Gen Less film

What’s the film about?

Climate change is a defining challenge of today, so we drew inspiration from those who had their own defining moments in history. Words from some of the most revered people in history have been brought together to galvanise New Zealanders into action on climate change.

Permission to appear in the film was gained from the estates or their representatives. The universal response from the estates was they were honoured to have these famous voices brought back from the past to support action on such a significant issue.

The karanga heard near the end of the film was written by Joe Cooper, the son of Dame Whina Cooper, who features in the film. The full version and translation are available below the video.

Watch: Our Defining Moment | Join Gen Less | 1:38 min

The karanga

He karanga ki nga iwi puta noa i te ao ki nga nekehanga ahuarangi o te ao -

Kia mataara" Kaua e tukua
Kia orata" ngia te ao
Kia tupato! Kia tupato!
Kia tupato! I nga korohu kino

To the people of the world regards to climate change

Be awake; Be vigilant; Be cautious do not allow the destruction of the world through harmful carbon emissions in our atmosphere.

Be awake! Be vigilant! Be cautious!

Who is in the film and what they were known for?

Martin Luther King: An American minister and leader in the civil rights movement from 1955 until assassinated in 1968. His infamous speech ‘I have a dream’ called for equality and an end to racism in the United States. His many awards include the Nobel Peace Prize and Time Person of the Year. 

Nelson Mandela: A South African anti-apartheid revolutionary who became the country’s first black head of state, from 1994 to 1999. Widely regarded as an icon of democracy and social justice, his more than 250 honours included the Nobel Peace Prize. 

Neil Armstrong: The first person to walk on the moon. The American astronaut made history on 20 July 1969 when an estimated 530 million viewers worldwide witnessed the moment he said ‘That’s one small step for man, one giant leap for mankind’.

Eleanor Roosevelt: The longest serving First Lady of the United States, from 1933 to 1945, was a political activist and a champion of human rights who also served as United States Delegate to United Nations.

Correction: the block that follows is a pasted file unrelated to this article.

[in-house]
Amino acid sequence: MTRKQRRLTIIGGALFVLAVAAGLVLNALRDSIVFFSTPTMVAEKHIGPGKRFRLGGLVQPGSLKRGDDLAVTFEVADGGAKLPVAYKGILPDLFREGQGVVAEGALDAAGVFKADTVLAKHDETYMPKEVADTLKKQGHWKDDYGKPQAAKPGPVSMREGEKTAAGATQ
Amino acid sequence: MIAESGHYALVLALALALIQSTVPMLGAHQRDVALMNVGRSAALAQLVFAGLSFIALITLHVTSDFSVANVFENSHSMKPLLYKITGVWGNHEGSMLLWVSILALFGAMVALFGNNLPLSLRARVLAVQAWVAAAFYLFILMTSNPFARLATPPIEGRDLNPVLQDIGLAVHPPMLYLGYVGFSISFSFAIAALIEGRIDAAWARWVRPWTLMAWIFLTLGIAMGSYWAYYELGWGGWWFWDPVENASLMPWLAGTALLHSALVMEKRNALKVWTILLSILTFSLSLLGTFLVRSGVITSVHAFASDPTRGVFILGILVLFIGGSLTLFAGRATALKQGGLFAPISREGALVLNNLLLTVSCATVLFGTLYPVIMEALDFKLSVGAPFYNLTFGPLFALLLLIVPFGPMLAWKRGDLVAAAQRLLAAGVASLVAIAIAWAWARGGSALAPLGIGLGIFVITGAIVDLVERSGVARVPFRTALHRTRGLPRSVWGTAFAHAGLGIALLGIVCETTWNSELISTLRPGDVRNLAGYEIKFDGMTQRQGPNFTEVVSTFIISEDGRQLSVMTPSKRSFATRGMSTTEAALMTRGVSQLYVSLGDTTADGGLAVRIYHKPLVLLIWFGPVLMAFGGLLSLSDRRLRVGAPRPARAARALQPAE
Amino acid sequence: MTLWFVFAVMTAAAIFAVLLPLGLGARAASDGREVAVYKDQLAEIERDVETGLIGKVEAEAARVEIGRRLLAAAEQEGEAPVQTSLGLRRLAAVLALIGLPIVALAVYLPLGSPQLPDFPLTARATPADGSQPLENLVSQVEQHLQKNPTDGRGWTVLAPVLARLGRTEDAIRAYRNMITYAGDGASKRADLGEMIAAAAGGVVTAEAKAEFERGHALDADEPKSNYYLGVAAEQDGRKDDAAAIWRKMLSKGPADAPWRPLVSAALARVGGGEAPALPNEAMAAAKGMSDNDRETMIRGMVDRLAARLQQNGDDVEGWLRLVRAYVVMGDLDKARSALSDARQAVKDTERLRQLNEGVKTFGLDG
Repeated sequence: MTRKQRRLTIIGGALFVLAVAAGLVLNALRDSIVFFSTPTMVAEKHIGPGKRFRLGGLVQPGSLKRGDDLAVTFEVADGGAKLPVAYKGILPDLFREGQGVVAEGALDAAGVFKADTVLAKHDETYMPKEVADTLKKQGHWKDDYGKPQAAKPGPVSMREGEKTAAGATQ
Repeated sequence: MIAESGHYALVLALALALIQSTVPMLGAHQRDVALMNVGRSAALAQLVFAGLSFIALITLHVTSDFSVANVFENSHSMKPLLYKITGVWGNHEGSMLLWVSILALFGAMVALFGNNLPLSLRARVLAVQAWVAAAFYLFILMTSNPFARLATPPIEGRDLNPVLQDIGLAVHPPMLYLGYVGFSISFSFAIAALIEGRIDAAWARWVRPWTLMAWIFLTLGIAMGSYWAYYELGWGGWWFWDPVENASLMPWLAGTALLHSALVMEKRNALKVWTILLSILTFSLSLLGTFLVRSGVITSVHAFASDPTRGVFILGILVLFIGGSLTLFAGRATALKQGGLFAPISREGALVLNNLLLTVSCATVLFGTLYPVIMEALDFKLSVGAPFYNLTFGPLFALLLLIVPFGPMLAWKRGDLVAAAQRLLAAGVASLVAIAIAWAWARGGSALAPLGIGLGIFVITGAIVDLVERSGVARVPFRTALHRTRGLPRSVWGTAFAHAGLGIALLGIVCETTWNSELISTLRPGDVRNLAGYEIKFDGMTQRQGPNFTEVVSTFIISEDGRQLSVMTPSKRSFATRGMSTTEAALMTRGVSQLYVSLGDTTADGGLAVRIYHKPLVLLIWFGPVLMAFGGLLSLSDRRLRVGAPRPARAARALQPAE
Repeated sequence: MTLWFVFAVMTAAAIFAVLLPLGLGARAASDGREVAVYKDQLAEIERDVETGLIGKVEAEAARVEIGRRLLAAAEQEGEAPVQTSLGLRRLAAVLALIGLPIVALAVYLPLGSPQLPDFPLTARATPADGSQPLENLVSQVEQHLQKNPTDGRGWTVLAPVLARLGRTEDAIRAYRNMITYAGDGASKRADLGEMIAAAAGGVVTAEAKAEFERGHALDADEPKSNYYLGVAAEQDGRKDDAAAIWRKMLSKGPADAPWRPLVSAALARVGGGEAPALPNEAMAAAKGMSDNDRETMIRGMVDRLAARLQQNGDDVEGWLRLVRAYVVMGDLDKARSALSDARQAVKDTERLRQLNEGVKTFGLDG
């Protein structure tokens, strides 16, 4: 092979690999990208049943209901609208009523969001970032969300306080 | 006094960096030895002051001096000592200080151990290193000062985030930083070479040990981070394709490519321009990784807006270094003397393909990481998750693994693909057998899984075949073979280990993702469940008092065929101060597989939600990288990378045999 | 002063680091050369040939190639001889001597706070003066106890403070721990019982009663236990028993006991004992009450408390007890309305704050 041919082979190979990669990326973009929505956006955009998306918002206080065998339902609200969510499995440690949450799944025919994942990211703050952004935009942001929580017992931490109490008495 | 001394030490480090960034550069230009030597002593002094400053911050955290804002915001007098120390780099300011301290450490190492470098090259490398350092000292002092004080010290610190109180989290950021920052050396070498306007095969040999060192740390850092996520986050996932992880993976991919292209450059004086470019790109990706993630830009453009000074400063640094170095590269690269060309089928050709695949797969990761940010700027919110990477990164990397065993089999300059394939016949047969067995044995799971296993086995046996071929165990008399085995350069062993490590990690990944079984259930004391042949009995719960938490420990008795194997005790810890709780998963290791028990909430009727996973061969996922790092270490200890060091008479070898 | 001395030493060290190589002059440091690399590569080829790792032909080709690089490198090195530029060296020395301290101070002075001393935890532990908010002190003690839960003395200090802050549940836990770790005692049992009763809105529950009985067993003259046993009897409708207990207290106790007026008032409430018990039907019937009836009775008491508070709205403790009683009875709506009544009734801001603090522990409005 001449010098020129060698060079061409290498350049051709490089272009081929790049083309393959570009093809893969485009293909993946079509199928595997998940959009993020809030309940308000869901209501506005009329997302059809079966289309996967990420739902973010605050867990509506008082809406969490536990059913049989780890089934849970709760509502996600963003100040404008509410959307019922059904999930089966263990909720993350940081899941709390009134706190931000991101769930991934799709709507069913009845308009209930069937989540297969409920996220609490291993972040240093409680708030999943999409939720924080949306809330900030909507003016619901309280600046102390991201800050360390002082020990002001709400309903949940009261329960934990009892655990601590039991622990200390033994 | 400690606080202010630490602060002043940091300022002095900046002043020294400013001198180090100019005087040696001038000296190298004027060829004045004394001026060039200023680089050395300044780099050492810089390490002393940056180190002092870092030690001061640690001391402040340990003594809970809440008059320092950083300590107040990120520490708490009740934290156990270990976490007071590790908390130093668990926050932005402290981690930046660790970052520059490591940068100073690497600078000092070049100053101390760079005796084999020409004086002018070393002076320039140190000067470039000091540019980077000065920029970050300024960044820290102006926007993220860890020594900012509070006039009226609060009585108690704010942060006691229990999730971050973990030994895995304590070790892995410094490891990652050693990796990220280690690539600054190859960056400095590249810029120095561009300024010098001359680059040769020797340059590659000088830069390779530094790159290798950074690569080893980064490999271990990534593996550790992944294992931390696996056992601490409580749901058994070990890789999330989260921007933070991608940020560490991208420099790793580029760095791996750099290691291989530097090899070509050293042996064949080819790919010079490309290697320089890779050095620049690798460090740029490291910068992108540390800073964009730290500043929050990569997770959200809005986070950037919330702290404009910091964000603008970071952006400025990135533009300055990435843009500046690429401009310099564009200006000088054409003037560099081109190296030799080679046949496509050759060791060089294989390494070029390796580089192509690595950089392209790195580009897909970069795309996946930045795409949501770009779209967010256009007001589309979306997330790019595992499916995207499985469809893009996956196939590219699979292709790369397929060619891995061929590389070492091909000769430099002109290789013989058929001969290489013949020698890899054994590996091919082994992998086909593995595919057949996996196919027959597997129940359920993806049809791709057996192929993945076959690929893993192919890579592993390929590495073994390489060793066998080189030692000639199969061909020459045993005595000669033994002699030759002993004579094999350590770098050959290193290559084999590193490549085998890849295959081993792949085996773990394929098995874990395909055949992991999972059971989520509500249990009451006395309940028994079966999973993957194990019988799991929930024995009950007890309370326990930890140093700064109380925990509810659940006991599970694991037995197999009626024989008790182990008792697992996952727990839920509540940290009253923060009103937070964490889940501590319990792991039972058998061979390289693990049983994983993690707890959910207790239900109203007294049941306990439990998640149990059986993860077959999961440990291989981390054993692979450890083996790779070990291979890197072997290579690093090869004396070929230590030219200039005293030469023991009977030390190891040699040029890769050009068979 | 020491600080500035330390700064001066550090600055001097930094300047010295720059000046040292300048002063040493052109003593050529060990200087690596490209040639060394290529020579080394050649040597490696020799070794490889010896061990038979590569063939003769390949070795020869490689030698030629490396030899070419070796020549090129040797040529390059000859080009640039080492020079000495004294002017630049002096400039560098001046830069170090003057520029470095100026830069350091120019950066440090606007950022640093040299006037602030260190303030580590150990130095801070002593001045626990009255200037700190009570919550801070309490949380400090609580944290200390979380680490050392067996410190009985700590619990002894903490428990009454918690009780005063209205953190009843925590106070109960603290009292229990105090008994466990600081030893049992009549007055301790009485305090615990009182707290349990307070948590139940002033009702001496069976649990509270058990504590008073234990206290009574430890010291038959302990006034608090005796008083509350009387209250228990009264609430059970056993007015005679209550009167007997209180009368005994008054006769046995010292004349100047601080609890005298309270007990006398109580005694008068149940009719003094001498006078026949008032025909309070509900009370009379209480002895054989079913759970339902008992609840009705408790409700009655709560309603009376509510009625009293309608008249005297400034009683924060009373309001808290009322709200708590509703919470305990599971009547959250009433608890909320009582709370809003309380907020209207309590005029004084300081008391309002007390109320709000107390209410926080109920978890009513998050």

Carl Sagan:  A 20th century American astronomer, cosmologist and science populariser whose best-selling book Cosmos became a television documentary series in the 1980s. Sagan said global warming was a growing, man-made danger like the natural development of Venus into a hot and dangerous planet with greenhouse gases. His defining moment was requesting that the Voyager satellite be turned around to take the first ever photo of the Earth seen from the edge of the solar system – the famous ‘Pale Blue Dot’.

Lady Bird Johnson: The first lady of United States from 1963–1969 was regarded foremost as an environmentalist. The Highway Beautification Act 1965 was nicknamed ‘Lady Bird’s Bill’. Her global visibility helped raise awareness of ecological threats; she often spoke about the costs of an increasingly technological society to not only the earth but humanity itself.

Robert F. Kennedy: The younger brother of President John Kennedy was Attorney General and later a US Senator until being assassinated in 1968. A strong advocate for civil rights and social justice. On the campaign trail Kennedy proposed to pass laws about dumping and throwing refuse in lakes and streams and into the air. “And I think that’s what’s going to make the difference in this country.”   

Stephen Hawking:  World-renowned English theoretical physicist who hypothesised about the past to solve great mysteries of the universe. The author of bestseller A Brief History of Time, who died in 2018, used his platform to warn human activity was irreversibly damaging the planet and urgent action was needed. “We are close to the tipping point where global warming becomes irreversible” he told the BBC in 2017.